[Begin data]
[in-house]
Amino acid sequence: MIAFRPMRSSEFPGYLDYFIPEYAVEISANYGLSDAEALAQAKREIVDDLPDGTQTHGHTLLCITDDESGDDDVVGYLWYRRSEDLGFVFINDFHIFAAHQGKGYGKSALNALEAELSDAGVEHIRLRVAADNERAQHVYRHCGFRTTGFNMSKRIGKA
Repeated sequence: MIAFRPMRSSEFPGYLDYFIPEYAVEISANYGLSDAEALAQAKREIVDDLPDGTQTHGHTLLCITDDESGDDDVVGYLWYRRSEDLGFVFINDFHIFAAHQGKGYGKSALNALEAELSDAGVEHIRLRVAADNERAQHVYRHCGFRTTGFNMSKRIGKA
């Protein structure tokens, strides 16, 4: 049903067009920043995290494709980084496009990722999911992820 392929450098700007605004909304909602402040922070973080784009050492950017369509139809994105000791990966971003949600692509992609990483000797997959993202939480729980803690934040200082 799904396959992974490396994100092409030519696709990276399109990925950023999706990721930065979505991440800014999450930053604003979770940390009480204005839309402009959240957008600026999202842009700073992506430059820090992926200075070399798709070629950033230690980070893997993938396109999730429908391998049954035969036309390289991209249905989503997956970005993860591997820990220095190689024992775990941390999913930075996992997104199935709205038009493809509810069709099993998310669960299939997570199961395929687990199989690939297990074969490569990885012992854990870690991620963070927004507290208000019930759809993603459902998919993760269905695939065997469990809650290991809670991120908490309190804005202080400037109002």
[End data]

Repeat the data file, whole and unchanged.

[in-house]
Amino acid sequence: MIAFRPMRSSEFPGYLDYFIPEYAVEISANYGLSDAEALAQAKREIVDDLPDGTQTHGHTLLCITDDESGDDDVVGYLWYRRSEDLGFVFINDFHIFAAHQGKGYGKSALNALEAELSDAGVEHIRLRVAADNERAQHVYRHCGFRTTGFNMSKRIGKA
Repeated sequence: MIAFRPMRSSEFPGYLDYFIPEYAVEISANYGLSDAEALAQAKREIVDDLPDGTQTHGHTLLCITDDESGDDDVVGYLWYRRSEDLGFVFINDFHIFAAHQGKGYGKSALNALEAELSDAGVEHIRLRVAADNERAQHVYRHCGFRTTGFNMSKRIGKA
């Protein structure tokens, strides 16, 4: 049903067009920043995290494709980084496009990722999911992820 392929450098700007605004909304909602402040922070973080784009050492950017369509139809994105000791990966971003949600692509992609990483000797997959993202939480729980803690934040200082 799904396959992974490396994100092409030519696709990276399109990925950023999706990721930065979505991440800014999450930053604003979770940390009480204005839309402009959240957008600026999202842009700073992506430059820090992926200075070399798709070629950033230690980070893997993938396109999730429908391998049954035969036309390289991209249905989503997956970005993860591997820990220095190689024992775990941390999913930075996992997104199935709205038009493809509810069709099993998310669960299939997570199961395929687990199989690939297990074969490569990885012992854990870690991620963070927004507290208000019930759809993603459902998919993760269905695939065997469990809650290991809670991120908490309190804005202080400037109002």